Genomic Southern blotting results from our laboratory (not shown) for C sequences were identical with those obtained by Haire et al. (17
), who also screened a zebrafish BAC library. The many (7–9) C1-hybridizing bands found in Eco
RI- or Hin
dIII- or Pst
I-cut genomic DNA corroborate the maps in , showing that the type 1 L chain is encoded by multiple clusters, whereas the few (2
) C-hybridizing bands for types 2 and 3 suggest about two loci each.
Type 1 and 3 share a common ancestor
Together with representative zebrafish sequences, the V and C regions of various teleost L chains were examined for their phylogenetic relationship (). These particular species were selected based on the existence of organizational information for one or all of their L chain types (). The deduced organization of salmon type 2 is based on the finding of a germline transcript containing an unrearranged V gene, the V-J intergenic sequence, and a J spliced to the C sequence. Such transcripts are only possible when the V, J, and C are in close proximity and in the same transcriptional orientation, like V2f-J2a-C2a
(). The two reported in zebrafish and in salmon are both type 2 L chains (17
FIGURE 3 Phylogenetic analyses of L chain V and C from various teleost fishes. Top, V domain. Bottom, C domain. All type 1/L1 sequences are indicated in blue, type 2/L2 in pink, and all type 3/L3 in yellow except salmon, which was named type 3, but which we designate (more ...)
Teleost L chains grouped according to isotype and organization
In , top, it can be seen that the type 2 V regions grouped strongly together (>99% of bootstrap resamplings) and are distinct from the type 1/3, which appear to be intermixed. The close relationship of type 1 to type 3 is further supported by the similar configuration of the germline genes, in contrast to all the type 2, where the V are in the same transcriptional orientation as J and C (). The statistically robust phylogenetic groupings of sequences, together with the shared organizational characteristics, are the strongest evidence for the common derivation of type 1 and type 3 L chains.
The classification of a teleost fish L chain is most reliably established through its C region. The phylogenetic tree of the C regions (, bottom
) shows strongly supported branches where sequences of the same isotype are clustered (>98% of bootstrap resamplings), suggesting common descent of all type 2 and of all type 1 C region genes among these fishes. The one exception among type 3 C regions is the salmon sequence named “type 3,” which is found amid the type 1 genes. Catfish, zebrafish, and carp, whose type 3 sequences group together and independently of the other C regions, all belong to Ostariophysi; in contrast, salmon belongs to Protacanthopterygii (see ). The type 3 L chain genes in Ostariophysi fishes thus descend from a common ancestral duplication from type 1 L chain genes. We suggest that, in contrast, the third salmon L chain characterized by Solem and Jørgensen (23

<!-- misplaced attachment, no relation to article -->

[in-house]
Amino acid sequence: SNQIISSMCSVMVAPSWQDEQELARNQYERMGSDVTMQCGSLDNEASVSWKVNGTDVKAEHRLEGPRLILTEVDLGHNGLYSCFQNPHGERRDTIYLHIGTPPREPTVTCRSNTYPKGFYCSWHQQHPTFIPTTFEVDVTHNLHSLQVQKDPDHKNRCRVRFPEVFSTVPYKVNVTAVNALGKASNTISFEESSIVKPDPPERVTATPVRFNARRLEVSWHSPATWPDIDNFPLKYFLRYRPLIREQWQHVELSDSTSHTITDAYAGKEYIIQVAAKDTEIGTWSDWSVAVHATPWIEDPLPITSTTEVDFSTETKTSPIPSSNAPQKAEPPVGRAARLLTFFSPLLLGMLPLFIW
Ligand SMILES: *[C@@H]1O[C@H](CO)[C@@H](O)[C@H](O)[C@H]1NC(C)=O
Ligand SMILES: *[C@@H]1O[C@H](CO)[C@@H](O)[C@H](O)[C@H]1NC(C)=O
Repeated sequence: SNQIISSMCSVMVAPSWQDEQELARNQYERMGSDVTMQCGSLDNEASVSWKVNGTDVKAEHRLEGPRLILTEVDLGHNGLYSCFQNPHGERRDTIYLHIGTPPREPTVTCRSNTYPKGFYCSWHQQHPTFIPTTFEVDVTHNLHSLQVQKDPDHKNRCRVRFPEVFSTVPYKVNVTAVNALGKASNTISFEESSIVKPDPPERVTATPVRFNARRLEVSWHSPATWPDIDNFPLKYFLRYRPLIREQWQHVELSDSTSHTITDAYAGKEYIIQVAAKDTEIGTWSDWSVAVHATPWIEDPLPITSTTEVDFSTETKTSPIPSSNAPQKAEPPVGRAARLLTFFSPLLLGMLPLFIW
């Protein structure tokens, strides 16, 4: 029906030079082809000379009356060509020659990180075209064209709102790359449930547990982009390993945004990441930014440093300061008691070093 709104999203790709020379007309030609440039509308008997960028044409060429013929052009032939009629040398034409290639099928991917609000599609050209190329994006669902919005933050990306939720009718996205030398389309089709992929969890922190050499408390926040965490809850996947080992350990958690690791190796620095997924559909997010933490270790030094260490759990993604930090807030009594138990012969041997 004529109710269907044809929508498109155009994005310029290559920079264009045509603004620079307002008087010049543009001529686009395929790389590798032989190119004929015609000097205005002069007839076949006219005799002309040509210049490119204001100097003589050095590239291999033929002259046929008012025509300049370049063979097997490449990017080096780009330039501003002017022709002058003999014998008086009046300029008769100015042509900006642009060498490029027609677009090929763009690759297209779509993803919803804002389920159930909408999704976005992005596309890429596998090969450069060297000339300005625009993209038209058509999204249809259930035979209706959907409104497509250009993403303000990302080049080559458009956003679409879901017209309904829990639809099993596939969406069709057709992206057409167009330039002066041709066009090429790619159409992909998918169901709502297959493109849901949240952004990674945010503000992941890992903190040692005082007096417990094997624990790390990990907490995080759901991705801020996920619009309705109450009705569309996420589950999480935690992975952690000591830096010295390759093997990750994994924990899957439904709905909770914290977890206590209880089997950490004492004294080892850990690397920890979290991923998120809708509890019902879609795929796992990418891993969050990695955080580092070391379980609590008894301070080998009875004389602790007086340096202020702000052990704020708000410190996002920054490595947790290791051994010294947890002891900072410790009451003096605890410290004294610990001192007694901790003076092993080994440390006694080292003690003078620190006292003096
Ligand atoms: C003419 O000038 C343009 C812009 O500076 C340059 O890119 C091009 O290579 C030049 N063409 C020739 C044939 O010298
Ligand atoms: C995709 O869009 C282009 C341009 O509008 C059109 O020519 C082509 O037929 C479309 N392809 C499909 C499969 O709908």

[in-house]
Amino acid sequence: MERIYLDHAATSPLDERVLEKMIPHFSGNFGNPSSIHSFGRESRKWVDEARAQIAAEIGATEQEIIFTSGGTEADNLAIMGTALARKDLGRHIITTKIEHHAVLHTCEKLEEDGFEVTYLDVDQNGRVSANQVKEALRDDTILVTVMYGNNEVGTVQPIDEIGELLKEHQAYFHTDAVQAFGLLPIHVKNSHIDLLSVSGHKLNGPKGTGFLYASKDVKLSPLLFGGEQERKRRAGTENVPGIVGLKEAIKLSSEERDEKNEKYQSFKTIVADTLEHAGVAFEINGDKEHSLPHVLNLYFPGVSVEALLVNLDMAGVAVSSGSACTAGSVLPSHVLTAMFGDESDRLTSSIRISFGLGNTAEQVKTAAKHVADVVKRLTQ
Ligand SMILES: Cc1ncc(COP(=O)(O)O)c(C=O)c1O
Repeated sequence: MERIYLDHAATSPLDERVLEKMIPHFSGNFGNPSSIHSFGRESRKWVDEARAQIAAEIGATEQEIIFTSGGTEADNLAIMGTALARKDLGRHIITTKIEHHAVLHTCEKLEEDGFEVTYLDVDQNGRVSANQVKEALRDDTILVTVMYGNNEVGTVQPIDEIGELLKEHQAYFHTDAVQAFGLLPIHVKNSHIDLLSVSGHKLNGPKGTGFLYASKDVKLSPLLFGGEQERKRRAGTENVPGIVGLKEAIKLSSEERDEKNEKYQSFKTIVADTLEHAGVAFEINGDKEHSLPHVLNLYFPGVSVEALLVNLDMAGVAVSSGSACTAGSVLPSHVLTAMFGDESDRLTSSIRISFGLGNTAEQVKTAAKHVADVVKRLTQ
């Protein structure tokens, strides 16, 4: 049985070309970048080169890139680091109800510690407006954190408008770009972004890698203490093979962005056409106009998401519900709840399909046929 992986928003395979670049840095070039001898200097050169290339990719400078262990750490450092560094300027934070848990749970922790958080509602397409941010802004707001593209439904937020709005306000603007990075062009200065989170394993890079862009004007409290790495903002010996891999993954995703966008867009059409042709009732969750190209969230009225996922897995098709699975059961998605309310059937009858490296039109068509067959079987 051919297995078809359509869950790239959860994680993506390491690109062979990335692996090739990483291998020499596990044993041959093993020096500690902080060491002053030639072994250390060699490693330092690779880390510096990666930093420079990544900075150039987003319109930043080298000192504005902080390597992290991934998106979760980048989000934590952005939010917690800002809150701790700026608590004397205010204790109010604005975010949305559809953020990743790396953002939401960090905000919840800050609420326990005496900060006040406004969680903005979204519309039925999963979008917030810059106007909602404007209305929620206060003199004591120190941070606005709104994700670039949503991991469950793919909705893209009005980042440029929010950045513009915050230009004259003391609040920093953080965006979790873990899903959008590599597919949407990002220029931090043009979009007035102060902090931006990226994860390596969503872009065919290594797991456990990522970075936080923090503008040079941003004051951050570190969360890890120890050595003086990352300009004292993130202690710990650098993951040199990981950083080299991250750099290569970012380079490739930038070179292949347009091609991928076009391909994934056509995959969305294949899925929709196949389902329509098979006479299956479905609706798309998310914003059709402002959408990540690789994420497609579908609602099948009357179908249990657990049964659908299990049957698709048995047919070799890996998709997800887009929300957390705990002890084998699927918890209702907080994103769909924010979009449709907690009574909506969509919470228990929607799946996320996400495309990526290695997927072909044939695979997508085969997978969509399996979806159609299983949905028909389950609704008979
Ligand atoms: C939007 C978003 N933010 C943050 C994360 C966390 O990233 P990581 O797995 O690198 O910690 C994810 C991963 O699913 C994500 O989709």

) derives from an event specific to Protacanthopterygii or Salmoniformes (hence the asterisked “L3” is distinguished in ). A more recent divergence could explain why the salmon “type 3” and type 1 C regions share 61.5–63.3% amino acid identity, a relationship that is more comparable to zebrafish C1a-c
, which share 58–62% identity. In contrast, between isotypes, the zebrafish type 1 and 3 share 23–27% and the catfish G (type 1) and F (type 3) share <35% (15
); this level of identity distinguishes mammalian κ and λ C regions.
FIGURE 4 Taxonomic relationships among several teleost species. The taxonomic classifications of the teleost fishes listed in are displayed according to superorder, order, and genus (48). The L chains that have been reported here and in the references (more ...)
Because type 2 is present in Ostariophysi, Protacanthopterygii, as well as Acanthopterygii (see below), its apparent absence in catfish and others might be attributed to species-specific deletion or to a L chain subpopulation that has yet to be identified. In fact, there exists in the catfish pronephros EST library a L chain sequence (accession no. CK403931) that may be a candidate for the catfish type 2 L chain. A preliminary analysis shows greater similarity to bony fish type 2 sequences than to the catfish F or G L chains; however, the establishment of its identity requires further investigation (M. Criscitiello, unpublished observation).
We suggest that type 1 and type 2 L chains have been present since the emergence of Euteleostei. Type 3 could have evolved early after Ostariophysi divergence because no type 3 homolog has so far been reported in other fish orders; if indeed that is the case, type 3 is by definition not a teleost isotype but a subtype.
Type 2 L chain sequence in puffer fish
We used the zebrafish type 2 V sequence to search the fugu database (http://fugu.biology.qmul.ac.uk/
). Two sequences (clones M007644, accession no. DQ471453; M006921, DQ471454) are >2 kb in length and carry one V and one J gene segment and one C exon. All are in the same transcriptional orientation; the analysis of M007644 is shown in supplemental Fig. 1a
. Searches using the fugu C sequence resulted in five more matches at 99–100% identity. Because M006921 has a V with a stop codon (supplemental Fig. 1a
), M007644 a functional V, and another clone contains two J segments and one C (M007311), the heterogeneity suggests an organization of multiple clusters (). The fugu V and C sequences group with the other type 2 () and provide additional proof that type 1 and type 2 loci existed early in teleost radiation.
Searches were also performed with zebrafish C3 and C1 sequences; among fugu sequences matching to both, all showed greater similarity to C1. One sequence with similarity to only C3 encodes an Ig-like domain; however, there were no V, J, or RSS sequences within a 10-kb vicinity, nor were there any matches to transcribed fugu or tetraodon sequences.